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Matthew Hayman cobbled together a surprising win...

Hayman cooks up Roubaix surprise

Aussie Matthew Hayman wins his first Paris-Roubaix title in his 15th attempt, leaving him in "total disbelief" at the Roubaix velodrome.

ROUBAIX, France (VN) — Paris-Roubaix is a race that can deliver surprise winners every few years, and no one was more stunned Sunday to see Australian journeyman Matthew Hayman win a thrilling Paris-Roubaix than the man himself.

“The only emotion is total disbelief,” the Orica – GreenEdge rider said. “I’ve done my time. I’ve raced 15 Roubaixs, and I’ve finished them all. Sometimes you just have to go for it, and sometimes good things happen. It’s pretty surreal to be sitting here.”

In the tradition of Stuart O’Grady and Johan Vansummeren, two other recent outsiders who won cycling’s “Hell of the North,” Hayman bowled over the favorites on a windy Sunday in northern France to join O’Grady as Paris-Roubaix’s only non-European winners.

“Roubaix is a race that throws up a special winner every few years,” Hayman said. “Every few years, it’s guys like Vansummeren or O’Grady, they’ve always been up there, in the front, racing well, and if the stars align, like they did for me today, it’s possible.”

Before Sunday’s big battle across the pavé, Hayman wasn’t even mentioned as a contender. The five-star rankings belonged to others. Hayman thought his classics season was over when he fractured the radius bone in his right arm at Omloop Het Nieuwsblad in late February.

Racing without any pressure, Hayman’s plucky cool came in handy at the end of a wild Roubaix that saw pre-race favorites Fabian Cancellara of Trek – Segafredo and Tinkoff’s Peter Sagan caught up behind a mid-race crash. Making his victory even more astonishing is that Hayman stopped Tom Boonen of Etixx – Quick-Step from winning a record fifth Roubaix in a five-man sprint.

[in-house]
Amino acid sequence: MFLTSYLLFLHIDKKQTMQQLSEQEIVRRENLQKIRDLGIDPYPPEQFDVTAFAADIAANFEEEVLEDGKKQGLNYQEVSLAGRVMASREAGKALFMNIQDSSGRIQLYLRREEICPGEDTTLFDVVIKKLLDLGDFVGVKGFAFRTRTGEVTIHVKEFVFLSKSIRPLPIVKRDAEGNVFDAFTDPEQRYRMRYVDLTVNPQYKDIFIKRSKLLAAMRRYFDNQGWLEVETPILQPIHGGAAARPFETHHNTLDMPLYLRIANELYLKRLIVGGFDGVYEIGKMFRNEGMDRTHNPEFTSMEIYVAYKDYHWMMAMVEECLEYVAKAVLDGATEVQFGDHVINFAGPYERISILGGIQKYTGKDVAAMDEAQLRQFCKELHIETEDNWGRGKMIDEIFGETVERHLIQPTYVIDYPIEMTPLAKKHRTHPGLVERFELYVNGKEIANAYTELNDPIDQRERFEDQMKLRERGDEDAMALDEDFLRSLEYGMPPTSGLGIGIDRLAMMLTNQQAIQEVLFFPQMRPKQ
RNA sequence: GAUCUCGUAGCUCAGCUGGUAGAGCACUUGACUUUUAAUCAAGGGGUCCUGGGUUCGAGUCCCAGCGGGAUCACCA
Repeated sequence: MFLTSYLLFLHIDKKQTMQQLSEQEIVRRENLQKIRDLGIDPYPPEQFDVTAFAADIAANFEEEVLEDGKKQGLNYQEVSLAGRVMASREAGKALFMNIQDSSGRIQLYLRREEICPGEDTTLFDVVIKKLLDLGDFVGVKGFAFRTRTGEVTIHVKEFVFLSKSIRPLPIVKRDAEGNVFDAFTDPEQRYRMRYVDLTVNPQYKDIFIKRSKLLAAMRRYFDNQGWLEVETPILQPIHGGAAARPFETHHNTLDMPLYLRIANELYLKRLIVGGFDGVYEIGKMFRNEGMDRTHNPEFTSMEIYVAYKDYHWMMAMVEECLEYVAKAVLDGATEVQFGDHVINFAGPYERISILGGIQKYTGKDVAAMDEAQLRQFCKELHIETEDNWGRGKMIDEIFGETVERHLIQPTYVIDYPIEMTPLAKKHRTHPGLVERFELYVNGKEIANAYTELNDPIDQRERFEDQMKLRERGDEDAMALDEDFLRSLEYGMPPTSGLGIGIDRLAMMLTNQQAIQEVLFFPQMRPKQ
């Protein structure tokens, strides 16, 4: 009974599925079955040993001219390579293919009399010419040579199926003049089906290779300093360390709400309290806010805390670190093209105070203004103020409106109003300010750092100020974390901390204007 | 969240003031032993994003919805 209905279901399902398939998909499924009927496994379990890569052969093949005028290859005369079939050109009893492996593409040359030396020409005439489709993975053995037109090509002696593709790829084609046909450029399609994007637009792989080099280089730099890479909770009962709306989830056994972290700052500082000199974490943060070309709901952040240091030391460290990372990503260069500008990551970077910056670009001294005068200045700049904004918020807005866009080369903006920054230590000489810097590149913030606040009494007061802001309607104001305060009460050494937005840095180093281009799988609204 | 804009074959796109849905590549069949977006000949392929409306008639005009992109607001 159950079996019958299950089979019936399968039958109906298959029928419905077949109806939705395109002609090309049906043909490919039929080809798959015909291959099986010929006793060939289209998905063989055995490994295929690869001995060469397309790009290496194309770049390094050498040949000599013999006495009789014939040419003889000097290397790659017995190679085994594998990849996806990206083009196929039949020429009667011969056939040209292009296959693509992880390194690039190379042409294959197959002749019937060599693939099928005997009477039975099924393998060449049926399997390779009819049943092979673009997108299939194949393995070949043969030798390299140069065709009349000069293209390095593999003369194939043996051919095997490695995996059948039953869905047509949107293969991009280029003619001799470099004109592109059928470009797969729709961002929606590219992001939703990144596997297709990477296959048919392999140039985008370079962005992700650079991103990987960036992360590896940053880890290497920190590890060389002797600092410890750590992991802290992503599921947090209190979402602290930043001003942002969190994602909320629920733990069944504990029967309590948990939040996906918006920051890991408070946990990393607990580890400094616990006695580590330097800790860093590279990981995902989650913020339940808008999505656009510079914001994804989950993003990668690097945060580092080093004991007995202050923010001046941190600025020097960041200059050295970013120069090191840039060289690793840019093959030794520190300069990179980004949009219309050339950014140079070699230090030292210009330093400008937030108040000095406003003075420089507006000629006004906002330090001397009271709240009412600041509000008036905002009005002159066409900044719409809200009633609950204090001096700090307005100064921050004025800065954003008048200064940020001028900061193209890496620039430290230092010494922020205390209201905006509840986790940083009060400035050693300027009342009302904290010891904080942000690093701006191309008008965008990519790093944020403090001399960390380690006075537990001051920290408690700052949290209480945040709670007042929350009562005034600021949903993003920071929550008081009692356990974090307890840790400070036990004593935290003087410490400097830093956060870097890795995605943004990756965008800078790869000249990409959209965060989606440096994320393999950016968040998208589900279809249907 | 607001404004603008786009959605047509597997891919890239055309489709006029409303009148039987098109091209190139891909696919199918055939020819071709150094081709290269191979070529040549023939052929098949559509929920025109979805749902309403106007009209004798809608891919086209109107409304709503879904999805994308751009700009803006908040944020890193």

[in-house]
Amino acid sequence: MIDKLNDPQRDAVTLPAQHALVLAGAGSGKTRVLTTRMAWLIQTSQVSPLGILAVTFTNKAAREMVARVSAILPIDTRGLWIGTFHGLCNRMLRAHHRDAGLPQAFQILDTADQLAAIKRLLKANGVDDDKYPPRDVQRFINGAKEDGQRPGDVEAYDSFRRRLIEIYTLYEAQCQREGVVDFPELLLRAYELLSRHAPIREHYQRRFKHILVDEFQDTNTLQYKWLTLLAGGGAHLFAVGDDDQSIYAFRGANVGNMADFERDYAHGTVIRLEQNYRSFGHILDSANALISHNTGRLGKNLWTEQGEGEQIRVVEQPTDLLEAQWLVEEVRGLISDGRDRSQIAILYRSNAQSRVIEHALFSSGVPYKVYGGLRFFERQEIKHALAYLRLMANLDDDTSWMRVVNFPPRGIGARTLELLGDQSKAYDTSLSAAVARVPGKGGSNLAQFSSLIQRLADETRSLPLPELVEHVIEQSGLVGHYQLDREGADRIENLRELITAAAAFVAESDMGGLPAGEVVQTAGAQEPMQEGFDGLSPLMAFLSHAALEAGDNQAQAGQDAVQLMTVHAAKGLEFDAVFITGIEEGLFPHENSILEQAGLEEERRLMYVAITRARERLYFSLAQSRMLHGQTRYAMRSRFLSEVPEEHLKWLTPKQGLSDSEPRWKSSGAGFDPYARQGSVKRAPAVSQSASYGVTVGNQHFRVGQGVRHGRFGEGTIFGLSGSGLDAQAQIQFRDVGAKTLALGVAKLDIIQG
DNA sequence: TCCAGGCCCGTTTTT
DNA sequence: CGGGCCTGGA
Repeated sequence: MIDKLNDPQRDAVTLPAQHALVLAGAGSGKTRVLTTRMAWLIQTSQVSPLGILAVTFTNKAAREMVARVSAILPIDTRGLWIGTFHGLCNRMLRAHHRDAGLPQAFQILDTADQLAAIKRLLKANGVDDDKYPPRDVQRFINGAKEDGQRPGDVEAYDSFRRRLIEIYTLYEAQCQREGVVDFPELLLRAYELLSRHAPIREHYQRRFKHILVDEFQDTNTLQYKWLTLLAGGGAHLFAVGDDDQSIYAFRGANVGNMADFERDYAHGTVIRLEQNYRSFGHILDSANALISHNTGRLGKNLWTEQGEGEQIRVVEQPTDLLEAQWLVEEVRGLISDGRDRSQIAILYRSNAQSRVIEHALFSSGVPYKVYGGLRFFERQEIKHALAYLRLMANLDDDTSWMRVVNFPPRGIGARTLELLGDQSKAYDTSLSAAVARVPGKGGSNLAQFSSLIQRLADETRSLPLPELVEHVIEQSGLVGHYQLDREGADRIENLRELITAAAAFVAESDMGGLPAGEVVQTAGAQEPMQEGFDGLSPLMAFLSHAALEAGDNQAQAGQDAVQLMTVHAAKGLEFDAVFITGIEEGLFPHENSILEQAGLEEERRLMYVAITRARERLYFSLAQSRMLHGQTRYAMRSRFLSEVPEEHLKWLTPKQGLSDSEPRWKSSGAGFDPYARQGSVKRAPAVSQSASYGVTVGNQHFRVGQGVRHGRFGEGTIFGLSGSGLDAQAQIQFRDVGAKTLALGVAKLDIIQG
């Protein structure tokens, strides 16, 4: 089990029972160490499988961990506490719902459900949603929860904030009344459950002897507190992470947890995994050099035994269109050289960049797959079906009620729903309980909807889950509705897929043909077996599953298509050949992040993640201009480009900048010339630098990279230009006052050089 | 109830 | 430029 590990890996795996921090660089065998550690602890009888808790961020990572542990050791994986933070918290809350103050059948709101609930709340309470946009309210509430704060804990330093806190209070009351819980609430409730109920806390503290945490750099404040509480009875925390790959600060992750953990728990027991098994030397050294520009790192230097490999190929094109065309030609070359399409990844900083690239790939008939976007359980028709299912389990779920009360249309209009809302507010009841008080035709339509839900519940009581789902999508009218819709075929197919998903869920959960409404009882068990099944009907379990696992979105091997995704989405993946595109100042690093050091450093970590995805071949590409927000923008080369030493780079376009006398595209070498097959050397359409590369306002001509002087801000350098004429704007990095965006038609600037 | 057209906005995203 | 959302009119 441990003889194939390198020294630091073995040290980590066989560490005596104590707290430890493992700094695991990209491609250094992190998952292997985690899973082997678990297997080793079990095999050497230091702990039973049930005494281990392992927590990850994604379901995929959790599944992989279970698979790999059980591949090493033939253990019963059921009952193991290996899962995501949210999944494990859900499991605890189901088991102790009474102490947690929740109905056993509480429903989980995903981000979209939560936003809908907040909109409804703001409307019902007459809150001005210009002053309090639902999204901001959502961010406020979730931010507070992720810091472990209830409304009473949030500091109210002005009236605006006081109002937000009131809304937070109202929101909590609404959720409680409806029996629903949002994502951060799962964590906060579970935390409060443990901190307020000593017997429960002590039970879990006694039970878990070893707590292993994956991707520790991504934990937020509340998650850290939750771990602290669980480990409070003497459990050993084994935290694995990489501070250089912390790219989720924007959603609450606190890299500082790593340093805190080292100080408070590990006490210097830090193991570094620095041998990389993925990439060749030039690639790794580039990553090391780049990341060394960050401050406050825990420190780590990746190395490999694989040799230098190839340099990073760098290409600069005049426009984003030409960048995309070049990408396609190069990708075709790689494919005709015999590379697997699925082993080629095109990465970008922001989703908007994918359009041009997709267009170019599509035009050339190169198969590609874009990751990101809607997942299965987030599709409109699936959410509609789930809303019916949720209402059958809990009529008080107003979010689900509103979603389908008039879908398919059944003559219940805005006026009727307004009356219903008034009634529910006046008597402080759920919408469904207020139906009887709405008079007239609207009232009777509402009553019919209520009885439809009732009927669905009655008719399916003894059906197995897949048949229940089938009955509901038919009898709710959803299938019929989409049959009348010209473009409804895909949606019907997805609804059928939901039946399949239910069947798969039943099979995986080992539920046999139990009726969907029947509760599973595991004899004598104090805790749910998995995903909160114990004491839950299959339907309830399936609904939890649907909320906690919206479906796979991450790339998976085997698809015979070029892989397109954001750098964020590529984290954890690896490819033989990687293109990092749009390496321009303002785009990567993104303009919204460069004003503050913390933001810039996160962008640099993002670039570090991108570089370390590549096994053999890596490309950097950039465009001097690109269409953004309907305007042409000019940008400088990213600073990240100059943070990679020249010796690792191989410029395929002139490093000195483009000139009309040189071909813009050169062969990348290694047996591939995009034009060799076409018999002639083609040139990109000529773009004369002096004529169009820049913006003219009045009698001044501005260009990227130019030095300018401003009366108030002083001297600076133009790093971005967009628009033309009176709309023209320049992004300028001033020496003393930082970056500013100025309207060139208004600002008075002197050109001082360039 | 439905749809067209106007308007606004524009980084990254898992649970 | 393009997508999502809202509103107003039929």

“I would have liked to have seen [Boonen] win and get the record, to be honest,” Hayman said. “I could see the others had pressure to win. I would have been happy with the podium, and I was able to sit in and save my energy. There was no way I thought it would up like this. I am sure Tom is going to have sleepless nights.”

Things unfolded in Hayman’s favor. He rode into a breakaway after earlier attempts were snuffed, and then had the legs to hang on when the big names bridged across — which included Boonen, Ian Stannard (Sky), Sep Vanmarcke (LottoNL – Jumbo), and Edvald Boasson Hagen (Dimension Data). He thought his chances were cooked when Vanmarcke surged clear on the Carrefour de l’Arbre with less than 20 kilometers to go, a move that trimmed the front group to five.

“At that point, I thought I would be lucky to get fifth, or even get caught by the next group,” Hayman said. “I was gapped, and I just went at my own pace, but they weren’t getting away, and that’s when I started to think those guys were not that superior to me. I was able to gamble today, and it paid off.”

Hayman played it smart, and countered when Boonen made a late-race surge. Boonen was magnanimous in defeat, saying he was surprised to see Hayman so strong so deep into the Roubaix final.

“Mat really deserves it,” Boonen said. “I think he was the rider that no one was looking at in the group. Edvald is fast, Ian is strong, and Sep is smooth over the cobbles. I went when it felt like a good moment [with less than 3km to go], and when Mat passed me, I thought he played it smart.”

The Australian, who turns 38 in less than two weeks, is a veteran with an unabashed love affair with the cobbles. He turned pro with Rabobank in 2000, and after a four-year stint with Team Sky, he joined Orica in 2014. Roubaix was always his race, so when he crashed in February, he didn’t want to give up on Roubaix without trying.

“The doctors were pretty sure my classics were done,” he said. “I was in my own virtual world, riding the home trainer two sessions a day. I had worked since October to be ready for the classics, and I didn’t want to lose all that form. I had a fair feeling the legs were good, but I couldn’t have dreamed of this.”

Hayman only returned to racing last weekend in Spain for a pair of one-day races. His teammate and budding classics rider Luke Durbridge said Hayman was sounding confident on the team bus before the start in Compiègne.

“He said he was feeling good, and when he says that, you know it will be a good day,” Durbridge said. “This is the race he loves the most, so to see him win, it’s just massive for him.”

Typically a worker for Orica’s Michael Matthews and Simon Gerrans, Hayman is allowed to take flight on the cobbles. With two top-10s in 15 starts, it wasn’t a complete surprise to see him ride in with the favorites, but even he admitted it was “surreal” to be entering the velodrome with everything in play.

“I didn’t have to prove anything. Anything that I did would be a bonus,” he said. “A lot of riders are able to live off that drive that it might happen to them one day at Roubaix. I am proof.”